Freelance Decorator

Business By benaskek Updated 29 Mar 2016 , 7:55pm by cakesmith.oh

benaskek Posted 21 Mar 2016 , 8:54pm
post #1 of 6

I have a question about Freelance decorators ..... I live in a small area that does not have many options for custom cakes.  I'm thinking about scouting for decorators who would be willing to freelance their work, basically bid on jobs that I find, on an as needed bases.  I would provide a licensed and insured kitchen and find the clients, does this sound silly?  Has anyone ever done work like this?

Thank you :) 

5 replies
costumeczar Posted 21 Mar 2016 , 9:55pm
post #2 of 6

It would basically make you the wholesaler, and they'd be your employees. I'd check the requirements for whether you can hire them as contractors or if you have to treat them as employees, because the taxes are done differently. If you classify them the wrong way it can be REALLY bad for you. Based on what you're saying about them using your facilities I think you'd have to actually hire people as employees, but you would need to ask a tax attorney to be sure. 

benaskek Posted 22 Mar 2016 , 12:18am
post #3 of 6

Thanks costumeczar!  Have you ever heard of decorators "bidding" on projects or does this seem far reaching?  I'm basing this idea on the thought that there must be a reason custom work is so hard to come by!  The reason it's hard in my area is that we have 1 baker that provides nice work area so it's hard to keep a full time decorator busy....thanks again :)  The idea keeps rolling thru my head but I don't know if it sounds crazy to someone in the industry!

costumeczar Posted 22 Mar 2016 , 12:27am
post #4 of 6

You'd be better off having people on call to decorate things as you need them. Having people bidding against each other is basically asking them to undercut one another and that's not going to make anyone happy.

Honestly, I don't know how feasible this kind of thing is, since the reason that "custom" is so hard to come by in your area could be that nobody wants to pay for  it. My guess, based on how things are everywhere else, is that there are a bunch of people operating illegally or under the radar and advertising themselves on facebook or Craigslist for prices that are really low. Customers in the past couple of years have been trained to think that they can get custom cakes for Walmart prices, because there are people providing them for close to that.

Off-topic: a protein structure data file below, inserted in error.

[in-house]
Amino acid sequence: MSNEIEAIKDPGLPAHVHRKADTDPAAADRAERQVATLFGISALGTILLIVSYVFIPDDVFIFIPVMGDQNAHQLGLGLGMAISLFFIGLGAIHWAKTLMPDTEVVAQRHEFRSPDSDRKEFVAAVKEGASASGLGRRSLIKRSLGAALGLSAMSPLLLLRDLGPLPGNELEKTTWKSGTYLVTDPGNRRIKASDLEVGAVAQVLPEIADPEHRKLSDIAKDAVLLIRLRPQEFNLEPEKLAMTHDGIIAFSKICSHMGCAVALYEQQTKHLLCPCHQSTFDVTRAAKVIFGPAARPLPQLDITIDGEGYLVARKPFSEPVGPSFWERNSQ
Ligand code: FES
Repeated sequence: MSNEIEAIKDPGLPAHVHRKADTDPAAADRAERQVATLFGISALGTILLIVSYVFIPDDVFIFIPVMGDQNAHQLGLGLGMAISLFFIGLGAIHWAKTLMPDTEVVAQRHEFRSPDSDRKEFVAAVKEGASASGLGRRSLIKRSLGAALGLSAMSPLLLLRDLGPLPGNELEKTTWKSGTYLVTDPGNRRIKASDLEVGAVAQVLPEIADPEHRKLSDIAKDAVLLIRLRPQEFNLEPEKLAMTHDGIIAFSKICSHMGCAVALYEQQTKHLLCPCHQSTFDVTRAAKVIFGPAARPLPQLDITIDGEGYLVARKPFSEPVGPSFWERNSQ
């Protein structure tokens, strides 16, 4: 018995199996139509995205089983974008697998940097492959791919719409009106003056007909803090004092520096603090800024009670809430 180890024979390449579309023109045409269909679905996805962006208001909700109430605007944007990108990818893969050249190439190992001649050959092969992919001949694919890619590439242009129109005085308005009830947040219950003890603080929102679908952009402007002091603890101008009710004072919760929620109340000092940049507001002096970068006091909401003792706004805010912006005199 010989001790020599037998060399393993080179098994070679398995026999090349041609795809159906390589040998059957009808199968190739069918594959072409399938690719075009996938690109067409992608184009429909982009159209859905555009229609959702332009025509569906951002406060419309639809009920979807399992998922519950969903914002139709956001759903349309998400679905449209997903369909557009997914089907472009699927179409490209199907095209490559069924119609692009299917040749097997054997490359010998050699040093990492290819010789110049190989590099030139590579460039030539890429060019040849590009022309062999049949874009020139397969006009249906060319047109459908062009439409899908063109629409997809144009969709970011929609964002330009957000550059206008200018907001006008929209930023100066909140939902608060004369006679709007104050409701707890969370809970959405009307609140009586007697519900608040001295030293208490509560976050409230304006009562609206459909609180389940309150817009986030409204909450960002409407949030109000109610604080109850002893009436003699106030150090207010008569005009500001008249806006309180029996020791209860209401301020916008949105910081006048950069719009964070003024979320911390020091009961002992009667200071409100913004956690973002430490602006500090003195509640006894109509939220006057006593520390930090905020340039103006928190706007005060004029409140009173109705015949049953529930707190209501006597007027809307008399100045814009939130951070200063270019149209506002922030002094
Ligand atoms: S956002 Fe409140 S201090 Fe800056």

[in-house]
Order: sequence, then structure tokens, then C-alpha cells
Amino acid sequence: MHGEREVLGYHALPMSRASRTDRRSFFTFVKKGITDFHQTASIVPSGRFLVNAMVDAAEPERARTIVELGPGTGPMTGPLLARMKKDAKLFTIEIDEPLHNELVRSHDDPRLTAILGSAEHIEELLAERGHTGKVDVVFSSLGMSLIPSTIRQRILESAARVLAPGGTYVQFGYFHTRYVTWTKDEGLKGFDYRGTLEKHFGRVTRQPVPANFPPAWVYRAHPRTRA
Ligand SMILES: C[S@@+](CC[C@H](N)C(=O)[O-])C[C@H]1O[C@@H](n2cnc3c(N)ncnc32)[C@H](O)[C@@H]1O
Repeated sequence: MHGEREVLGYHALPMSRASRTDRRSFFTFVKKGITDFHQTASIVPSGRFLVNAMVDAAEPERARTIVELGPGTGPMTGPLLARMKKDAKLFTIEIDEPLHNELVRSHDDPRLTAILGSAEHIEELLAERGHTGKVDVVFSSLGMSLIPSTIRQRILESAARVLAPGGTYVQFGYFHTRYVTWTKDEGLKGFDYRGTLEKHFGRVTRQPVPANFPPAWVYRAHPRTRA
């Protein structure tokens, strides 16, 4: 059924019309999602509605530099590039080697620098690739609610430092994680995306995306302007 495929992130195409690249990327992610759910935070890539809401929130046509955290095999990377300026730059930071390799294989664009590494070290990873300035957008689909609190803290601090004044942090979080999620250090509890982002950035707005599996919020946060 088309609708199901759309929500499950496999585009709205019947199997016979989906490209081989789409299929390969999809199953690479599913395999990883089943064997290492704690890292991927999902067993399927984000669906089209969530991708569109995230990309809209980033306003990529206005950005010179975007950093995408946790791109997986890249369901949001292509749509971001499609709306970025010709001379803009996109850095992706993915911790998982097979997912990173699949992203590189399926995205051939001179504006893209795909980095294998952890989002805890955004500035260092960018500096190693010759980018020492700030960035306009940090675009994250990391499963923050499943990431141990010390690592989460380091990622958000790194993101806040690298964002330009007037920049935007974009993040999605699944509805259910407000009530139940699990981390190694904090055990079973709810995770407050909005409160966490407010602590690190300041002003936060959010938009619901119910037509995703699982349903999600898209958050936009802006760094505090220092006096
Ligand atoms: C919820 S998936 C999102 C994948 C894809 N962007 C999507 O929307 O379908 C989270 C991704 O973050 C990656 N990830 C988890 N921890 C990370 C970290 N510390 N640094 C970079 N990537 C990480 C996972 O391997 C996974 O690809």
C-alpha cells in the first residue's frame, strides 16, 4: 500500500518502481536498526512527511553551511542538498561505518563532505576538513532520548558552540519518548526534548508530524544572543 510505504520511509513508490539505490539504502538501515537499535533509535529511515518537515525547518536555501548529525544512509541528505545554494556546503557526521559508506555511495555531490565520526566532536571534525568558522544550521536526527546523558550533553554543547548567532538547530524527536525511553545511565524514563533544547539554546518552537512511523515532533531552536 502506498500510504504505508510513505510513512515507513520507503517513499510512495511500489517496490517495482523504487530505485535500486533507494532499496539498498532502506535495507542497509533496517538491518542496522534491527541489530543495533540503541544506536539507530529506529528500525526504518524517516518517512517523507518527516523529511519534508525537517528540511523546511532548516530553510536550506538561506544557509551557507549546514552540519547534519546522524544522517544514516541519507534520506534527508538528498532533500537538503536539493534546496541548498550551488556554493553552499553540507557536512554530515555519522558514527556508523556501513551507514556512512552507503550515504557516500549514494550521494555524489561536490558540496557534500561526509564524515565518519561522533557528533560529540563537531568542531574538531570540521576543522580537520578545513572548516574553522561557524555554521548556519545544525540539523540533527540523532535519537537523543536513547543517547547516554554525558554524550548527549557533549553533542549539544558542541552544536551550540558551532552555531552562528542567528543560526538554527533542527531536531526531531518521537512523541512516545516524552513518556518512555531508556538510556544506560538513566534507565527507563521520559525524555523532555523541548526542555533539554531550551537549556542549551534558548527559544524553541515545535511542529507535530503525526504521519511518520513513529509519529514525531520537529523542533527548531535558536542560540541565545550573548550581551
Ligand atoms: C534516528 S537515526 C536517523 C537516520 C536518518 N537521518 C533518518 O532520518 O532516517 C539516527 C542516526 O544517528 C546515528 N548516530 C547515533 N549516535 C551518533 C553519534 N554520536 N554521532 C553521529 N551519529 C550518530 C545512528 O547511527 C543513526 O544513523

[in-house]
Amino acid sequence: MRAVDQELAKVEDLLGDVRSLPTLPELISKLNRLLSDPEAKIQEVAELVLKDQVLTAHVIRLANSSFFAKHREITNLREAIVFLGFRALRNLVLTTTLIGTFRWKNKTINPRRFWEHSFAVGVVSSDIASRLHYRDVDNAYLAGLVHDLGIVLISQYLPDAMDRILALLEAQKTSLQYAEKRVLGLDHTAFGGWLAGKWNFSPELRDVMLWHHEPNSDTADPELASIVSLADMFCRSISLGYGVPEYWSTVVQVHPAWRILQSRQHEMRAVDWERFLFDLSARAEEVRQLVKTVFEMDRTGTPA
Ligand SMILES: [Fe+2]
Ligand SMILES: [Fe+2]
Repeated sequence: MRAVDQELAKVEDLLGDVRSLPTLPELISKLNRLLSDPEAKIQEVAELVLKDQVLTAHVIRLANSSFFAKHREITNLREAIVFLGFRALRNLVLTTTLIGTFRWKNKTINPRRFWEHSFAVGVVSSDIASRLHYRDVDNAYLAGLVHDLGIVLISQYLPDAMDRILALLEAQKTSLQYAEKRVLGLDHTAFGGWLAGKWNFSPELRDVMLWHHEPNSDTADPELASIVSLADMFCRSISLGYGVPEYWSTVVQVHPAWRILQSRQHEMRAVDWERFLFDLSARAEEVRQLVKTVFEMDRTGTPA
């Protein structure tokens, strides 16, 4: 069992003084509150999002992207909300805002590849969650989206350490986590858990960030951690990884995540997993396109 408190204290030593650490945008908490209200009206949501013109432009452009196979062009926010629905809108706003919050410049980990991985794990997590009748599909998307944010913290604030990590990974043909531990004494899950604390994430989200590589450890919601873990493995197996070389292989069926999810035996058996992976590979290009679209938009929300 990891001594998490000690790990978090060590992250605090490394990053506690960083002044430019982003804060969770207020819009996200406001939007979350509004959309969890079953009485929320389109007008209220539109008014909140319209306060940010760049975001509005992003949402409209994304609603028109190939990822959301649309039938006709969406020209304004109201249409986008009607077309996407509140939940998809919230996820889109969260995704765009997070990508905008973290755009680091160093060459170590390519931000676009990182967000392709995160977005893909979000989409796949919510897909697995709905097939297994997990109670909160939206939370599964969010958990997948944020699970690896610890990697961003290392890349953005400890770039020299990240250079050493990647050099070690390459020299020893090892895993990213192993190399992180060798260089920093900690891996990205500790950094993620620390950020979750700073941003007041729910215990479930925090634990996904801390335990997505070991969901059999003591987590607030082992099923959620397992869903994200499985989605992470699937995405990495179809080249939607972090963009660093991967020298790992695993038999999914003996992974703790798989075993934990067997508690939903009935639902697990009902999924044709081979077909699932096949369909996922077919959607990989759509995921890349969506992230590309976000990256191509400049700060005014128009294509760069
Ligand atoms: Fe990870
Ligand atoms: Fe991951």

I'd do some general research on pricing in your area, including going on any beg/borrow/trade facebook pages for your area and see if people are selling cakes on the cheap there. You could even post a picture of an elaborate cake on there and ask this question: "Does anybody know who can make this cake for a reasonable price?" They'll come crawling out of the woodwork.

benaskek Posted 22 Mar 2016 , 2:25am
post #5 of 6

Thank you so much, you've given lots to think of! I appreciate your time :) 

cakesmith.oh Posted 29 Mar 2016 , 7:55pm
post #6 of 6

benaskek, I don't think "bidding" on a cake job is far fetched.  In fact, that is basically what "Thumbtack" is.  The customer inputs the details of what they want and professionals can choose to bid or not.  No one can see your bid so there is no deliberate undercutting going on.  You bid what you need to charge and it is up to the customer to decide if they want to contact you or not.  I use the service, get a lot of traffic from it, and have been hired by "Thumbtack" customers several times.  

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